(Pro Quality) 35MM P&S
i've just sold off some stuff to pay for this fall's classes, and I have set some aside for some new equipment. After looking at some of Terry Richardson's images, and most of them being shot on p&s cameras, until lately.
I was wondering if any of you could recommend a real top-end 35mm p&s, could be rangefinder(such as the Olympus XA v1), or not, but being able to focus close is almost a must.
If you have some rec's, my budget is up to ~$150 or so. Having a hot shoe is not a necessity, but if it has one, it would be great as well
The Yashica T4, the Rollei 35S or 35T would be the ones I would look at.
also, if possible, could you please state as to the +'s and -'s of the ones that you recommend, or dont
Ken Rockwell really likes this one:
No hot shoe, and no sync port though. I've seen them at thrift stores for $5-20. KEH probably has them as well, and maybe Adorama.
IMO, the best way to get "pro quality" is to go with a low-end automated SLR. They are small, light, and simple, but can take SLR accessories.
Canon AE-1 Program or Nikon equivalent (or whatever other brand) on program mode with a small lens such as the 50mm f/1.8 that will most likely come with the camera.
If you don't want to focus, any AF SLR.
Last edited by 2F/2F; 08-06-2009 at 11:28 PM. Click to view previous post history.
"Truth and love are my law and worship. Form and conscience are my manifestation and guide. Nature and peace are my shelter and companions. Order is my attitude. Beauty and perfection are my attack."
- Rob Tyner (1944 - 1991)
Sponsored Ad. (Subscribers to APUG have the option to remove this ad.)
One of the all time greats is the Canon AF35ML. It has a rippingly sharp 40mm f/1.9 lens with focus lock and a real he-man build. Includes a pop-up-only-if-you-ask-it flash so there is no chance of nasty flash accidents. Only downside is super low light focusing can be wonky. You could buy a bagful for $150 - they are one of the true sleepers in the P&S world.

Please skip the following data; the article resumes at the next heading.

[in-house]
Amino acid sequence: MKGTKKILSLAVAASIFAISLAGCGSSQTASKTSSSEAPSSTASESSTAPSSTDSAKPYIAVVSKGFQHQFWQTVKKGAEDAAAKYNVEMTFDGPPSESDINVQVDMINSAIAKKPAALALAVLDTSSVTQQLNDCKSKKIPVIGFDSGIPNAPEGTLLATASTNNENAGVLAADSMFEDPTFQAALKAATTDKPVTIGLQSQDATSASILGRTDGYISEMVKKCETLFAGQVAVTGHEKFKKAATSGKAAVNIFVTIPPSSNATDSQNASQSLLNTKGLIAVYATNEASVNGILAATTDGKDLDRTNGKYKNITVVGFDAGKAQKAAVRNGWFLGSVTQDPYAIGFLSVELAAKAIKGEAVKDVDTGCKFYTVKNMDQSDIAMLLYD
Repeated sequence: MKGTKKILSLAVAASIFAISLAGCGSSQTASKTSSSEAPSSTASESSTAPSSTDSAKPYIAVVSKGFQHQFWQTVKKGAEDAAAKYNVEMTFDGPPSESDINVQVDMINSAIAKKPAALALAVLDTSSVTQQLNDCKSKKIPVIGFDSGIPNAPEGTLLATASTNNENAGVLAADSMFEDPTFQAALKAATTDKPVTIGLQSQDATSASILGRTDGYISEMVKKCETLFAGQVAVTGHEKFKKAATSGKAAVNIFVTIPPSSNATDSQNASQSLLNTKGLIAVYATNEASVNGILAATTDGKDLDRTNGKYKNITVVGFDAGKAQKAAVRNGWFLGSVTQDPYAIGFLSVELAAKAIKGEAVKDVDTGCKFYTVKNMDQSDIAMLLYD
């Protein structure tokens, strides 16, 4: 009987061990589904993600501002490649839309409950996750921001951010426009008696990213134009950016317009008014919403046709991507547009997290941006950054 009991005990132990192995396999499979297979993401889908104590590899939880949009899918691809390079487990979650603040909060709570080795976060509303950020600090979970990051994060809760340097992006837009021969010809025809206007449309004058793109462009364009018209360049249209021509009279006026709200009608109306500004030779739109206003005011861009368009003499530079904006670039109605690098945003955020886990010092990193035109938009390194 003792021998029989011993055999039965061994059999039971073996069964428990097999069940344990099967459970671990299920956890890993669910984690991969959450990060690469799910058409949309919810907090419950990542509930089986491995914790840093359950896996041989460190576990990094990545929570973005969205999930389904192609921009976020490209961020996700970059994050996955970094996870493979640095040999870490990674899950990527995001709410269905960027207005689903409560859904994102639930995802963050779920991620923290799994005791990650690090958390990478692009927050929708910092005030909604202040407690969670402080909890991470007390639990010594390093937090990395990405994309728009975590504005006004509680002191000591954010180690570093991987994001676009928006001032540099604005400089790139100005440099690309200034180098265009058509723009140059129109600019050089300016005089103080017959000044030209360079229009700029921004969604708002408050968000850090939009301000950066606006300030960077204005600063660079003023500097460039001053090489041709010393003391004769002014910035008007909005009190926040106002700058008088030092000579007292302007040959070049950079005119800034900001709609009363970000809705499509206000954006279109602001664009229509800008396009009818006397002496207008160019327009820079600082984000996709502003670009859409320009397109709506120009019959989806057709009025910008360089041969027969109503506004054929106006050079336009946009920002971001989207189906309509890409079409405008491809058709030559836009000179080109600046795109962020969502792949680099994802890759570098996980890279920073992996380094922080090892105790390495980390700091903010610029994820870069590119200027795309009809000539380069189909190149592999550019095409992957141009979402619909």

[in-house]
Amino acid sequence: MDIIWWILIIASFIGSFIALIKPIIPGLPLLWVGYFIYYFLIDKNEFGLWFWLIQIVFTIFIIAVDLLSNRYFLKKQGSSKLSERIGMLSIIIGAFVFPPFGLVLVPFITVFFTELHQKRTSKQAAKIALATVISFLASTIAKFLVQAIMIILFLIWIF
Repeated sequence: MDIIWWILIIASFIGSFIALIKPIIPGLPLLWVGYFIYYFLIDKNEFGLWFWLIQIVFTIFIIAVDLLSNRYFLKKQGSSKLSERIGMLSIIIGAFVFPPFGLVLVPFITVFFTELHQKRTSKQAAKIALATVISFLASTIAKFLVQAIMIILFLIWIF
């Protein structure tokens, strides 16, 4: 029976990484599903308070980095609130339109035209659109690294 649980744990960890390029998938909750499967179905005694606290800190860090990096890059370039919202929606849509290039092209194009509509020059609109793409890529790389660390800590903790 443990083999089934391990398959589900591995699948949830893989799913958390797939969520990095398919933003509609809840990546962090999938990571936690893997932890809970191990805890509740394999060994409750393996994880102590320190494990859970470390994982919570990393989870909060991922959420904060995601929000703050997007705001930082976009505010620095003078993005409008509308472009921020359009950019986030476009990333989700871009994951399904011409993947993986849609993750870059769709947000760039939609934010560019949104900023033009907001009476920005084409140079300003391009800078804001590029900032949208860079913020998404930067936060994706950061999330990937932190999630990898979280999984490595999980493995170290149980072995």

Hope this helps,
The Ricoh GR1 is a pretty cool camera. I picked up a GR1v (the most recent) for $300, so you might be able to find a GR1 or GR1s for your price. It's tiny, has exposure compensation, rough manual focus, and aperture priority. Oh, and a 28mm lens.
For a lot cheaper, you can do a lot with an Olympus Stylus Epic. It's a fixed 35mm lens.
Actually I have one of those and they are rather excellent. Forgot all about it. Another smallish 35mm slr to consider are the Pentax M series. I think the one I have is an MV and came with a super sharp 40mm pancake lens.
Originally Posted by brofkand
Rollei AFM35 [aka Fuji Klasse S]. Easily the best light meter and the best control of flare of any compact I've used. I've taken shots with the sun actually in the frame and still had little or no flare. I've also used it at night and in very poor light with long exposures and it has metered perfectly. I'd put the quality of the images up against more or less any 35mm SLR (within reason). The AFM has HFT coating and an aspheric element. It's a camera that I could easily use as my main 35mm camera and not feel short-changed.
There's a round-up of compacts here:
Why people recommend the scale focusing Rollei 35s I have no idea. The inaccuracy of scale focus, particularly close up and/or wide-open trumps the alleged excellence of the lens, surely?
I didn't like the Olympus XA at all, there's something about the 'signature' of the lens that I don't like. I sold mine after a while. However, I can see that it has a look to the shots that other people would like, my dislike for it was just personal taste. The Mju II (Stylus Epic) on the other hand, is excellent.
I can't speak for how close any of these can focus, but I don't ever remember any problems with it. I do have a Ricoh (R10) which focuses very close indeed. The viewfinder on that -- and I assume the other Ricoh wide-angle compacts already mentioned above -- is fantastic for a compact, but I much prefer the quality of the photos from the Rollei AFM.
An Olympus mju II (alias Stylus Epic) can focus to 1.1 ft (parallax is corrected) with its very sharp 38mm lens, good AF, good metering, it is weather-sealed, idiot-sealed and very, very portable. When I saw it for the first time I thought it was made for film smaller than 35mm - it is just a little bigger than three 35mm film canisters and looks like a toy. Many pro photographers have used this tiny marvel.
The downside: no manual controls, needs a battery, too tiny for people with gross motor skills.
This camera is not manufactured any more, but there must be millions around, the mju series was built at very large quantities. Prices are somewhere between 1 and 70 bucks. Make sure you try the cameras before you buy them or buy from a trustworthy dealer.